• % of people asked for input on the design and construction of facilities who feel that their input was taken into account

    • % of people reporting being happy with the facilities they use

Latrine access, quality, use and user satisfaction need to be monitored through a combination of household surveys, routine sanitary inspections and continuous user feedback mechanisms (such as Key Informant Interviews, Focus Group Discussions, Household Visits or Transect Walks). Example household questionnaires and guidance on sanitary inspections (JMP, Guidance for Monitoring Safely Managed On-Site Sanitation, SMOSS) can be found in the ‘Key Resources and Tools’ below.

The monitoring data on latrine access and user satisfaction should be shared with communities as part of regular user consultations in order to agree on programme adaptations where possible.

Desludging and Conveyance 

For desludging and conveyance monitoring it is essential to have Standard Operating Procedures (SOPs) in place to monitor against. For example, the use of personal protective equipment must be incorporated into the SOP and routine checks conducted to monitor the usage and other factors leading to safe working environments. Based on the specific programme, the following indicators could be monitored:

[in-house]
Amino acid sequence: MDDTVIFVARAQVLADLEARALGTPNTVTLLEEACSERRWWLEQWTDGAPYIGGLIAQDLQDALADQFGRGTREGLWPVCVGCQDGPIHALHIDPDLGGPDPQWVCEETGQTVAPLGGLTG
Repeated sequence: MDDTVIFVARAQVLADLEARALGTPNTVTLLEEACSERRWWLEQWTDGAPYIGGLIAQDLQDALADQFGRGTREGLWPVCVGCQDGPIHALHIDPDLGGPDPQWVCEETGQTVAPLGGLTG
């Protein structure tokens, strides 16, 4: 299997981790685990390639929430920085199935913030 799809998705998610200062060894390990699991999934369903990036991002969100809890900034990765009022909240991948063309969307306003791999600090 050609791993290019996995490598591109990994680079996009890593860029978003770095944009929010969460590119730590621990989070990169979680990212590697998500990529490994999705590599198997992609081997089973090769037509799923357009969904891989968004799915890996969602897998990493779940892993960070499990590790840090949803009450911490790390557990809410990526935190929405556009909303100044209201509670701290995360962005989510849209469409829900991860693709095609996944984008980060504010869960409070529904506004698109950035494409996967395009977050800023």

• SOP for desludging and transport

    • # of latrines desludged

    • m3 of Faecal sludge transported

    • # of users satisfied with services (user feedback mechanism)

Faecal Sludge Treatment Plant (FTSP) Operations (Strande et al 2014)